The voice synthesizer is installed on top of the CPU module using four long M2.5 screws. Two additional long M2.5 screws are used to hold the front plate and LCD module, as shown on the following image:


The complete instrument installed in the described aluminum case weights around 335grams. A pair of 4.3GHz antennas as described in the following text weights 135grams. Two antenna cables, supply and audio wiring weight another 250grams. The total weight of the installed instrument is therefore around 720grams.

The described vertical navigation radar can be used with a pair of standard, linearly-polarized radio-altimeter antennas. A practical antenna for 4.3GHz with the required radiation pattern and good radiation efficiency is a circular patch inside a square cavity. The components of this antenna are shown on the following drawing:


The patch is held in place by a M2.5 screw while the spacing from the cavity is defined by two M2.5 nuts. The gold-plated flange of a female SMA connector is soldered from the outside while the central conductor goes through the 5mm diameter hole in the cavity and is soldered into the 1.5mm hole in the patch. One completed antenna is shown on the following image:


Two such antennas have to be installed on-board the aircraft at a sufficient spacing. The recommended spacing is around 60cm (2feet). An example of antenna installation on-board a Pipistrel Sinus motorglider (standard tailwheel version) is shown on the following drawing:


Since the bottom fuselage of the motorglider is made of glass-fiber composites that are transparent to microwaves, the antennas are conveniently installed inside between the fuselage bottom and cockpit floor. Both antennas must be oriented in the same way to achieve the same polarization. Please note the recommended antenna orientation: position of the SMA connectors, on the above drawing.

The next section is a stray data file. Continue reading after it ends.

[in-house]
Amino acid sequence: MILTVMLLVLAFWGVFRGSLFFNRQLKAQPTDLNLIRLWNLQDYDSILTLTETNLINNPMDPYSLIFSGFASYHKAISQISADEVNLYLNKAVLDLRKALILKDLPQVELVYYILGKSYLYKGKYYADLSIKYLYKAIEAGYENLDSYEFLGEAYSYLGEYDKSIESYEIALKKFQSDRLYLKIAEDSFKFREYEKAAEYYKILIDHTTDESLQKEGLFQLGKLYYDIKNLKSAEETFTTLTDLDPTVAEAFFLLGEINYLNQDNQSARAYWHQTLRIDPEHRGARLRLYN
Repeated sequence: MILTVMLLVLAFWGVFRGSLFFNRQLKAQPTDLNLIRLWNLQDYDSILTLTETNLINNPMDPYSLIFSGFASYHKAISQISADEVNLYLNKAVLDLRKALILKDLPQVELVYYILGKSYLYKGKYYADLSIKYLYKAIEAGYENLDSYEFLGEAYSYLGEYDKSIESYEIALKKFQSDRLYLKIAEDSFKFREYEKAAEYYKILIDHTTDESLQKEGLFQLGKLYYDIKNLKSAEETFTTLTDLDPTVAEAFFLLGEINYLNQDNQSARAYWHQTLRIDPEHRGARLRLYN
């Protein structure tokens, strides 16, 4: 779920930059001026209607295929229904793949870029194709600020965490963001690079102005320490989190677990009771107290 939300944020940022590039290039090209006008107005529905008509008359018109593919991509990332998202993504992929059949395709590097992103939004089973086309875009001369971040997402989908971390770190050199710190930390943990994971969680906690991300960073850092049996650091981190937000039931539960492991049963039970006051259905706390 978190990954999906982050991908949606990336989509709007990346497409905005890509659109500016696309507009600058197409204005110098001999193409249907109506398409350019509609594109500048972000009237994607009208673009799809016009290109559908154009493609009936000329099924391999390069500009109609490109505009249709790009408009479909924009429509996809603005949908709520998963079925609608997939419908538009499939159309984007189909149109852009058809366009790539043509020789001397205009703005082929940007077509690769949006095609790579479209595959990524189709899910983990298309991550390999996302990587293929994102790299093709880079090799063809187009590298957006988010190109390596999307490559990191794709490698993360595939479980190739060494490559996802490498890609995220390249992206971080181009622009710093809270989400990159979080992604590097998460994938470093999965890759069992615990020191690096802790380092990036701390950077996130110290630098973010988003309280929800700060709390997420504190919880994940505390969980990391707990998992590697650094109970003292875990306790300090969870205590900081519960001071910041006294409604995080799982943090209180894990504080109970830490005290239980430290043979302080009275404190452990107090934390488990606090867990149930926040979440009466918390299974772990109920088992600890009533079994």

Standard, commercial radio-altimeter patch antennas can be used on aircraft with conducting fuselages: carbon-fiber composites or aluminum sheet. Two such antennas, equipped with female TNC connectors, are shown on the following image:


The two antennas can be installed either along the transversal (pitch) axis of the aircraft, as in the above example or along the longitudinal (roll) axis of the aircraft, as usual on large airliners. In both cases it is important that the polarization is selected so that the electric field vector is at right angle with respect to the installation axis of the antennas. Selecting TE (transversal-electric) polarization is necessary for two reasons:

(1) The reflection from ground is higher for TE waves than for TM (transversal-magnetic) waves due to the Brewster effect. This is especially important at very low altitudes during the landing flare.

(2) The conducting surface of the fuselage provides a high attenuation for TE waves therefore minimizing the crosstalk between the two antennas. On the other hand, a conducting surface may even improve the propagation of TM waves.

Depending on the height of the aircraft landing gear, the cable lengths to the two antennas may need adjustments to calibrate the radar at low altitudes. The alignment and testing of the whole vertical-navigation-radar installation is described in the last section of this article "Operation".